Date of Award

12-2018

Document Type

Thesis

Degree Name

Master of Science (MS)

Department

Forestry and Environmental Conservation

Committee Member

Dr. Greg Yarrow, Committee Chair

Committee Member

Dr. Richard Kaminski

Committee Member

Dr. Patrick Gerard

Abstract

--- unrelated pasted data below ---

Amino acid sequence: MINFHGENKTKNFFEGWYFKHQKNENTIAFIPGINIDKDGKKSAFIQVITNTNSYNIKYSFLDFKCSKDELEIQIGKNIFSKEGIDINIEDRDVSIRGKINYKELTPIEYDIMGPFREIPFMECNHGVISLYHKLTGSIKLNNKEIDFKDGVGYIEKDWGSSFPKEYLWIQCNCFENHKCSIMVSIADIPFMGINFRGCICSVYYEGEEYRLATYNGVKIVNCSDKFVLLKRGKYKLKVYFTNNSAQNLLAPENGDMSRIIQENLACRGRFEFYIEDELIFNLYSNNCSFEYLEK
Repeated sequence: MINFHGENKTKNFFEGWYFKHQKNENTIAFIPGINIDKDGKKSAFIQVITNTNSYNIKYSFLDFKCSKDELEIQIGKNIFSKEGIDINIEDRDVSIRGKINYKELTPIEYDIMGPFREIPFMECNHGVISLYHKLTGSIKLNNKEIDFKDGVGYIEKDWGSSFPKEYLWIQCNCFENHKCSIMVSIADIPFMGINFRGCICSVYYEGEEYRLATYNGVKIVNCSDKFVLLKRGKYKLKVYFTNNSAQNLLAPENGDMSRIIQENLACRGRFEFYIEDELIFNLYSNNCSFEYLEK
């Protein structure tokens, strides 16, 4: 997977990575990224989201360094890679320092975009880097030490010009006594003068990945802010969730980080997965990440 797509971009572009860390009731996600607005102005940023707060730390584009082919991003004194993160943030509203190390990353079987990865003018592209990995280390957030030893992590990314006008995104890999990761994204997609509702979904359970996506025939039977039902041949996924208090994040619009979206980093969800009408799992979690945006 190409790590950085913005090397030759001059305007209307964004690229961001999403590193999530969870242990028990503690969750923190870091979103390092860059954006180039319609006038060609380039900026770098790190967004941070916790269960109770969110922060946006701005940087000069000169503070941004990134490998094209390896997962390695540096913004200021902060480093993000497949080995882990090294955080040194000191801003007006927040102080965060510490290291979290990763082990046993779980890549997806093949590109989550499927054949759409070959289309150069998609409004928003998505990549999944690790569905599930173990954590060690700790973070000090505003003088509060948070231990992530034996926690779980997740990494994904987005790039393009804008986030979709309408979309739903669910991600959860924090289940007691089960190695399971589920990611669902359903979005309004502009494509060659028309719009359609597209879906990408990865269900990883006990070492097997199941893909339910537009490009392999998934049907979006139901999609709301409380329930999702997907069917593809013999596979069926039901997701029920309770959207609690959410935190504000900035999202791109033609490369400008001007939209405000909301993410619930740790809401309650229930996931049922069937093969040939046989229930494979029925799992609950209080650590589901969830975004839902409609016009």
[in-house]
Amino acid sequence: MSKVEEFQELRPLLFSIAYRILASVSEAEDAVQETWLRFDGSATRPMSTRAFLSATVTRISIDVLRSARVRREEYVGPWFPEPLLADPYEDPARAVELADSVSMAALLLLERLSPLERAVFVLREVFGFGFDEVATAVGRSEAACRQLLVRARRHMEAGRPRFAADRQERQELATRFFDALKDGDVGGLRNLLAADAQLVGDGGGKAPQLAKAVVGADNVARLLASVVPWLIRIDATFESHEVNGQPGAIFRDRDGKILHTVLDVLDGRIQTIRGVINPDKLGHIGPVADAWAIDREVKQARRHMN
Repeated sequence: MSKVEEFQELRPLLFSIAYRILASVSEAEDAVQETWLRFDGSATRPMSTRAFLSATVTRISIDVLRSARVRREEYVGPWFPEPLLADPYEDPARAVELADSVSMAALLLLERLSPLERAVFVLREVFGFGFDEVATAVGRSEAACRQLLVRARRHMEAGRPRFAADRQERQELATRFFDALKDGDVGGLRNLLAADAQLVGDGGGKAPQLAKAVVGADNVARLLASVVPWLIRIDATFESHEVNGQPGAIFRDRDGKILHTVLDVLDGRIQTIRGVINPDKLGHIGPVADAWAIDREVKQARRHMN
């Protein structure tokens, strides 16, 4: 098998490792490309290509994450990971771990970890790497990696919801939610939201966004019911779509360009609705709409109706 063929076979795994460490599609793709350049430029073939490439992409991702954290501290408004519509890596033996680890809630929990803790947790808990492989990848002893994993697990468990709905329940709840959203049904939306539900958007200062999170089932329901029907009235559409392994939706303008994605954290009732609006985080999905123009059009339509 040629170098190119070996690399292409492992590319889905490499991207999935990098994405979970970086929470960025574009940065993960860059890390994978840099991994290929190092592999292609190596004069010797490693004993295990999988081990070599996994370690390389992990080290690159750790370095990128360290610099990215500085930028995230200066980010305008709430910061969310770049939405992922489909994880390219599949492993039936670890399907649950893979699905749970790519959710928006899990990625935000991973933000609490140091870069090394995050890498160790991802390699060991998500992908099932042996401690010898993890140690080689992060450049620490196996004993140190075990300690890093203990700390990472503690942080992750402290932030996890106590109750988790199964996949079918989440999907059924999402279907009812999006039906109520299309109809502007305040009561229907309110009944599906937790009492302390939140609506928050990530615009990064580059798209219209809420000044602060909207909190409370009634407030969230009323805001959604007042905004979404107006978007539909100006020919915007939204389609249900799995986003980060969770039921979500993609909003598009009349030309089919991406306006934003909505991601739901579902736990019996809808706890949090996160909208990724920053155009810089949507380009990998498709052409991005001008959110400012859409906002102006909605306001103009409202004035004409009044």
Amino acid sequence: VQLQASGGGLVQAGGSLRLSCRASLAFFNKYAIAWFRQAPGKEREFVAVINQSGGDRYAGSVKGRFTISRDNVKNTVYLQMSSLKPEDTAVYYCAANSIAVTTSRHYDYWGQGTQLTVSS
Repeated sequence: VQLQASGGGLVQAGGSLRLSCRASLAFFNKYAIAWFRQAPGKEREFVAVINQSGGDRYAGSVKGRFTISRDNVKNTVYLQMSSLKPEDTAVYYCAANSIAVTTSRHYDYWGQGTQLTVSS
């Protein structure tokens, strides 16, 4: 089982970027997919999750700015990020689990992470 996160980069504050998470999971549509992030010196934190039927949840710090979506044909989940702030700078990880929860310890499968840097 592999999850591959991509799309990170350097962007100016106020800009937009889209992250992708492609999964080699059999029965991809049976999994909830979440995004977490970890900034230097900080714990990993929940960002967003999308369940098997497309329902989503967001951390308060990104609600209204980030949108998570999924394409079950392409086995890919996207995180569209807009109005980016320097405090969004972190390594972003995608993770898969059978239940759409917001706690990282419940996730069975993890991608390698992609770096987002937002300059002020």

I conducted a landscape-scale survey of nest-structure use and production by wood ducks (Aix sponsa), black-bellied whistling ducks (Dendrocygna autumnalis), and hooded mergansers (Lophodytes cucullatus) across two riverine basins in coastal South Carolina during 2016–2017. For 364 and 354 nest boxes surveyed in each year (n = 718 box years), 61% were used by wood ducks, 15% by black-bellied whistling ducks, and < 1% by hooded mergansers. Across years, mean frequency of use of nest boxes by wood ducks and black-bellied whistling ducks did not differ between the Ashepoo, Combahee and Edisto Rivers (ACE) and Santee Rivers Delta and Winyah Bay (SRDW) Basins (F1,353 = 1.46, P = 0.2270, F1,353 = 1.48, P = 0.2247, respectively). Wood ducks nested from January–August (x̄ = 181-day nesting season, CV = 2.5%) with peak nesting in March–May. Black-bellied whistling ducks nested from May–September (x̄ = 116-day nesting season, CV = 8.6%) with peak nesting in June–July. Stepwise logistic, multiple regression revealed several correlations of physical and micro-habitat characteristics of nest boxes with their use by wood ducks and black-bellied whistling ducks. Wood ducks were 5.8% (β = −0.00006, P = 0.0035) more likely to select nest boxes for every 1,000 cm3 decrease in internal box volume. However, black-bellied whistling ducks were 19.6% (β = 0.00018, P < 0.0001) more likely to select nest boxes for every 1,000 cm3 increase in internal volume. Vegetative, canopy cover above boxes had a negative association with nest-box selection; boxes were 15.1% (β = −0.01642, P < 0.0001) and 11.1% (β = −0.01194, P = 0.0236) more likely to be selected by wood ducks and black-bellied whistling ducks for every 10% decrease in percent canopy cover. Additionally, nest boxes were 18.3% (β = 0.01677, P = 0.0053) and 9.8% (β = −0.01031, P = 0.0044) more likely to be selected by black-bellied whistling ducks for every 10 cm increase in distance from the base of boxes’ entrance vertically to ground or water surface and every 10 m decrease in distance between boxes. My data suggest the conventional nest box described by Bellrose (1980), with internal volume of 34,375 cm3 and internal dimensions of 25 × 25 × 55 cm, was usable for both species of ducks and therefore can be deployed where these species are sympatric. However, I suggest nest box entrances should have 12.7 cm diameters to facilitate use by larger black-bellied whistling ducks, as recommended by Bolen (1967a). Additionally, I observed both species of ducks selected boxes in open areas and often in ponds with predatory fish, which could create “ecological traps” for ducklings. I emphasize the importance of proper nest-box placement near suitable brood-rearing habitat (e.g., shoreline scrub-shrubs; Davis et al. 2007) to promote duckling survival and recruitment. For wood ducks, mean clutch size was 13 eggs, nest success was 65%, and hatching success was 49%. Based on egg-shell membranes found in nest boxes, mean number of wood duck ducklings exiting boxes did not vary between basins in 2016 (t1 = 1.04, P = 0.2966) and 2017 (t1 = 1.81, P = 0.0698). Pooled across years, an average of five wood duck ducklings exited structures. For black-bellied whistling ducks, mean clutch size was 11 eggs, nest success was 51%, and hatching success was 43%. Mean number of black-bellied whistling duck ducklings exiting boxes differed between basins in 2016 (t1 = 3.77, P = 0.0002) but not in 2017 (t1 = −0.88, P = 0.3776). In 2016, the arithmetic mean number of black-bellied whistling ducks ducklings exiting boxes in the two basins were 1.2 and 0.8 ducklings, indicating an average of one duckling of this species exited structures. Additionally, an estimated 3,378 wood duck, 531 black-bellied whistling duck, and 19 hooded merganser ducklings exited nest structures in 2016–2017 for an average of six ducklings across species/boxes/years (3,928 ducklings/718 boxes; x̄ = 5.5 ducklings). I also assessed costs of female wood duck recruits from nest boxes, based on contemporary costs to fabricate boxes, their annual maintenance, an assumed longevity of 20 years for an annually maintained bald-cypress (Taxodium distichum) box (total = $142.23/box [U.S.]), reproductive metrics from my study, and a wood duck female recruitment rate of 5.22% (Hepp et al. 1989). Calculated cost per female wood duck recruit for an assumed 20-year life of box was $65.65. This cost of female wood duck recruitment over 20 years was 2.2 time less than the cost of the box, mounting structure, predator shield, and maintenance over 20 years. Therefore, based on these data, nest boxes in my study seem cost-effective in recruiting female wood ducks. My study did not estimate brood survival and duckling recruitment into fall and breeding population. Therefore, I emphasize need to determine major influences of recruitment and other vital rates of box-nesting duck populations, levels of vital rates needed to stabilize and grow populations, habitat locations of nest boxes that promote duckling survival and ultimately recruitment into breeding populations, estimated proportion of box vs naturally cavity produced wood ducks in the harvest, and cost-efficiency of nest box programs at larger spatial scales in North America.

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